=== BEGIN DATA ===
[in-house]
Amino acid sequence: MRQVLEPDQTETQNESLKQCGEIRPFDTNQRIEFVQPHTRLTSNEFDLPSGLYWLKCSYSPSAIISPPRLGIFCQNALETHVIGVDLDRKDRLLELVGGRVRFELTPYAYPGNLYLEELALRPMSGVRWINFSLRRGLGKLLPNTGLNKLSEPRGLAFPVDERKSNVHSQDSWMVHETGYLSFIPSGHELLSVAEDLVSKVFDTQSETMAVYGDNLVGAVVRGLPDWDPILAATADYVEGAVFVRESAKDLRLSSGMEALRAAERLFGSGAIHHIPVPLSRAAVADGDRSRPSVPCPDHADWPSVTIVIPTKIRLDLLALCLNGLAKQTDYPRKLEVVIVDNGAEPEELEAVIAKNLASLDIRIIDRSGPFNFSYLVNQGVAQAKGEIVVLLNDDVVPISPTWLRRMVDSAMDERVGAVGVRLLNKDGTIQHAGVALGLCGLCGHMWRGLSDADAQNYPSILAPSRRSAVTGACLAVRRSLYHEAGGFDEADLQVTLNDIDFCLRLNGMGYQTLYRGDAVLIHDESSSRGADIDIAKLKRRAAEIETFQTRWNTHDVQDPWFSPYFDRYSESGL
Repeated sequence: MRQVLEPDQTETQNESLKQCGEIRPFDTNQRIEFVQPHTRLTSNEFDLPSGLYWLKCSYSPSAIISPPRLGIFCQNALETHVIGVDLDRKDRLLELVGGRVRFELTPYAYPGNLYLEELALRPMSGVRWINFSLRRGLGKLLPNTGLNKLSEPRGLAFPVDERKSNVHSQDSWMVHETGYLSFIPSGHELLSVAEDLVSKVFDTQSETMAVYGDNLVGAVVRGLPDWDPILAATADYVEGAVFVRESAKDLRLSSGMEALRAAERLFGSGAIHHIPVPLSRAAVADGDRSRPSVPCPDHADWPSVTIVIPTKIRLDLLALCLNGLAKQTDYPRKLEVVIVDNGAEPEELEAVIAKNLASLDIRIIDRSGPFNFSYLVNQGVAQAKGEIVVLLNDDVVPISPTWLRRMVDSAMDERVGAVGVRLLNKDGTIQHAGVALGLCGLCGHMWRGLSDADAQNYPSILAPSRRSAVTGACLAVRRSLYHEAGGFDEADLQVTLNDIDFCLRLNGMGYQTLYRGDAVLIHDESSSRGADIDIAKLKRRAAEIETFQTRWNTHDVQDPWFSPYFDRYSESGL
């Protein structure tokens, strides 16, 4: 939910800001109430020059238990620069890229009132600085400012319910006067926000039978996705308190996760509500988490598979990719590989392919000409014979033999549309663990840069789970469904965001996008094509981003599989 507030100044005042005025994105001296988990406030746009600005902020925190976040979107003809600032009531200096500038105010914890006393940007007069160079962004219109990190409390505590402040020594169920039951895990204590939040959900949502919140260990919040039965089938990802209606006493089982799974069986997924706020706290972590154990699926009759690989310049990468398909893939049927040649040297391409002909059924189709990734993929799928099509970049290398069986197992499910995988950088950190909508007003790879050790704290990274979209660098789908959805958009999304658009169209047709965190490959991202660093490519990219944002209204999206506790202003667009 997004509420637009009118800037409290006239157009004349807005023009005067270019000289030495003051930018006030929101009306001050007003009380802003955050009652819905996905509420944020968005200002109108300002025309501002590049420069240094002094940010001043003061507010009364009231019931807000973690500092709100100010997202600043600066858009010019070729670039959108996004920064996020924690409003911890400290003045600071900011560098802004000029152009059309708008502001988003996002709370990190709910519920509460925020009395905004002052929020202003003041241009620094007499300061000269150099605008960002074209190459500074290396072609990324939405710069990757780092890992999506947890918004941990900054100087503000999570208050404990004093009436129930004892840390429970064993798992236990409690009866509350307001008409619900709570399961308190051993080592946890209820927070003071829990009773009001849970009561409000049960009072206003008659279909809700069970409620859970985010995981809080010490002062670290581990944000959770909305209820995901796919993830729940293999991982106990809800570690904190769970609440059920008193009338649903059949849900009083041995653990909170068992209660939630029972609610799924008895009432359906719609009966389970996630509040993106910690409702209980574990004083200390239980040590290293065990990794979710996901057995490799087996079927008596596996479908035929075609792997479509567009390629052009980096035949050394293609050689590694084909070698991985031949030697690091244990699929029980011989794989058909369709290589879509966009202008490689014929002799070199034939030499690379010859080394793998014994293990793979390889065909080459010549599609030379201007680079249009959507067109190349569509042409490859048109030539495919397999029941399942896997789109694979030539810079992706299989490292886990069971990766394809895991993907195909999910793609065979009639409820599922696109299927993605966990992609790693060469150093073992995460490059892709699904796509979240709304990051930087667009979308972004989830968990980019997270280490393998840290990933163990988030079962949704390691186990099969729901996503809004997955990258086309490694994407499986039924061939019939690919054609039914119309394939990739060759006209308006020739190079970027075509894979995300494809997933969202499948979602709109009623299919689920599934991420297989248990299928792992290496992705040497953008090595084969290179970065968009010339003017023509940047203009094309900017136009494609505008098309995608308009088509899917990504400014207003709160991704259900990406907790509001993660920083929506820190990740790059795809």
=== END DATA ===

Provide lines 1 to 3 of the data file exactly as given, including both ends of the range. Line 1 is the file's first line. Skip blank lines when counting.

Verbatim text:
[in-house]
Amino acid sequence: MRQVLEPDQTETQNESLKQCGEIRPFDTNQRIEFVQPHTRLTSNEFDLPSGLYWLKCSYSPSAIISPPRLGIFCQNALETHVIGVDLDRKDRLLELVGGRVRFELTPYAYPGNLYLEELALRPMSGVRWINFSLRRGLGKLLPNTGLNKLSEPRGLAFPVDERKSNVHSQDSWMVHETGYLSFIPSGHELLSVAEDLVSKVFDTQSETMAVYGDNLVGAVVRGLPDWDPILAATADYVEGAVFVRESAKDLRLSSGMEALRAAERLFGSGAIHHIPVPLSRAAVADGDRSRPSVPCPDHADWPSVTIVIPTKIRLDLLALCLNGLAKQTDYPRKLEVVIVDNGAEPEELEAVIAKNLASLDIRIIDRSGPFNFSYLVNQGVAQAKGEIVVLLNDDVVPISPTWLRRMVDSAMDERVGAVGVRLLNKDGTIQHAGVALGLCGLCGHMWRGLSDADAQNYPSILAPSRRSAVTGACLAVRRSLYHEAGGFDEADLQVTLNDIDFCLRLNGMGYQTLYRGDAVLIHDESSSRGADIDIAKLKRRAAEIETFQTRWNTHDVQDPWFSPYFDRYSESGL
Repeated sequence: MRQVLEPDQTETQNESLKQCGEIRPFDTNQRIEFVQPHTRLTSNEFDLPSGLYWLKCSYSPSAIISPPRLGIFCQNALETHVIGVDLDRKDRLLELVGGRVRFELTPYAYPGNLYLEELALRPMSGVRWINFSLRRGLGKLLPNTGLNKLSEPRGLAFPVDERKSNVHSQDSWMVHETGYLSFIPSGHELLSVAEDLVSKVFDTQSETMAVYGDNLVGAVVRGLPDWDPILAATADYVEGAVFVRESAKDLRLSSGMEALRAAERLFGSGAIHHIPVPLSRAAVADGDRSRPSVPCPDHADWPSVTIVIPTKIRLDLLALCLNGLAKQTDYPRKLEVVIVDNGAEPEELEAVIAKNLASLDIRIIDRSGPFNFSYLVNQGVAQAKGEIVVLLNDDVVPISPTWLRRMVDSAMDERVGAVGVRLLNKDGTIQHAGVALGLCGLCGHMWRGLSDADAQNYPSILAPSRRSAVTGACLAVRRSLYHEAGGFDEADLQVTLNDIDFCLRLNGMGYQTLYRGDAVLIHDESSSRGADIDIAKLKRRAAEIETFQTRWNTHDVQDPWFSPYFDRYSESGL